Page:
Family Entertainment Centre Gaming Machine Permits
Amendment made: No. 171, in schedule 8, page 163, line 16, at end insert
'except that, in paragraph 5(d) it means, where the application is made to a licensing authority in Scotland, prescribed by regulations made by the Scottish Ministers.'.—[Mr. Caborn]
Mr. Malcolm Moss (North-East Cambridgeshire) (Con): I beg to move amendment No. 311, in schedule 8, page 163, line 38, leave out 'may' and insert
'shall, after consultation with—
(a) one or more persons who appear to represent local authorities,
(b) one or more persons who appear to represent chief constables of police forces,
(c) one or more persons who appear to represent the interests of persons carrying on relevant gambling businesses which will be affected,
(d) one or more persons who have knowledge about social problems relating to gambling,
(e) to such extent and in such manner as appropriate, members of the public,'.
The Chairman: With this it will be convenient to discuss the following amendments:
No. 312, in schedule 8, page 163, line 39, leave out 'propose to' and insert 'shall'.
No. 313, in schedule 8, page 163, line 40, leave out 'may' and insert 'shall'.
No. 314, in schedule 8, page 164, line 2, leave out
'need not (but may) have regard to'
and insert 'shall follow'.
No. 315, in schedule 8, page 164, line 3, leave out 'have regard to' and insert 'follow'.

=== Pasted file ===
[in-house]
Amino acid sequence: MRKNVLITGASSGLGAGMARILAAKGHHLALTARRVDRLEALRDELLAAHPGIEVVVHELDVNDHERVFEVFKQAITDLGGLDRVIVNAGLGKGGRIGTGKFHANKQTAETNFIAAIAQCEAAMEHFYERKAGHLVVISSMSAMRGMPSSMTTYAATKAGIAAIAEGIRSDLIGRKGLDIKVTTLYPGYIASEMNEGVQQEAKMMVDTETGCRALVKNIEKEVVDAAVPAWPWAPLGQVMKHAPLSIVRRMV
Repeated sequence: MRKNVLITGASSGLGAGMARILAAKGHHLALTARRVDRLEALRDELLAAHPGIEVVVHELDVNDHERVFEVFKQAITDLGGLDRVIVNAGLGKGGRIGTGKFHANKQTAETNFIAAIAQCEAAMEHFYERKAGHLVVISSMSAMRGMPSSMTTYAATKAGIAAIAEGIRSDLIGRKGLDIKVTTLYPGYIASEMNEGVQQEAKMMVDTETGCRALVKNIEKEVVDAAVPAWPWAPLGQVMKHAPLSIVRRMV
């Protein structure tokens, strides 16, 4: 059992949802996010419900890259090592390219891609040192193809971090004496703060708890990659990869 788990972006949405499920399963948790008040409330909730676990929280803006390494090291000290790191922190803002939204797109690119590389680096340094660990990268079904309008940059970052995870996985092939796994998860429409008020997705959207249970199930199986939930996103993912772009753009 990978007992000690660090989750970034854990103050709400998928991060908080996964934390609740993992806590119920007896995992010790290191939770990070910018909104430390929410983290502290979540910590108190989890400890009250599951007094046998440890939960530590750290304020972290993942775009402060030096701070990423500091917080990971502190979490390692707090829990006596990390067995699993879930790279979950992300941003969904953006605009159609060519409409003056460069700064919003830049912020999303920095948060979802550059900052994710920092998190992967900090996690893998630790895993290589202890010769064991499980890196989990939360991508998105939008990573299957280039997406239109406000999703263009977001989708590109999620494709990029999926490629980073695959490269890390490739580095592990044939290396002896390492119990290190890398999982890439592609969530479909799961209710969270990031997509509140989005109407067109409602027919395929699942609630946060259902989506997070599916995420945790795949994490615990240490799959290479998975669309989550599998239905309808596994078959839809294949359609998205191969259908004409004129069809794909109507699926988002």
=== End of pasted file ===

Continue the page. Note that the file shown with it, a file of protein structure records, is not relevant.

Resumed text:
No. 320, in schedule 11, page 189, line 19, leave out
'need not (but may) have regard to'
and insert 'shall comply with'.
No. 321, in schedule 11, page 189, line 20, leave out 'shall have regard to' and insert 'shall comply with'.
No. 322, in schedule 11, page 189, line 21, at end insert—
'(4) The licensing authority shall ensure that the statement of principles does not in any way conflict with the licensing objectives or guidance issued by the Commission.'.
Mr. Moss: Welcome back to the Chair, Mr. Pike. Amendment No. 311 lists the parties that we think ought to be involved in the consultation before the licensing authority prepares its statement of principles to apply when exercising its functions under the
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schedule. Those whom we think ought to be involved include
''one or more persons who appear to represent local authorities'',
which would probably include some local councillors. The best people would be members or representatives of the licensing committee. We also think that the following people should be involved:
''one or more persons who appear to represent chief constables of police forces''—
in other words, some of the local police;
''one or more persons who appear to represent the interests of persons carrying on relevant gambling businesses which will be affected'',
which is straightforward;
''one or more persons who have knowledge about social problems relating to gambling'';
''to such extent and in such manner as appropriate, members of the public''.
As I said, we have included, in sub-paragraph (1)(d), people who have knowledge about social problems relating to gambling. We have been approached by representatives of Churches and groups who think that they ought to have an input at some stage, particularly at a local level, on how the matters will impact on protection of young people and the vulnerable. Before the statement of principles is formulated, full consultation ought to take place with all those people referred to in the amendment.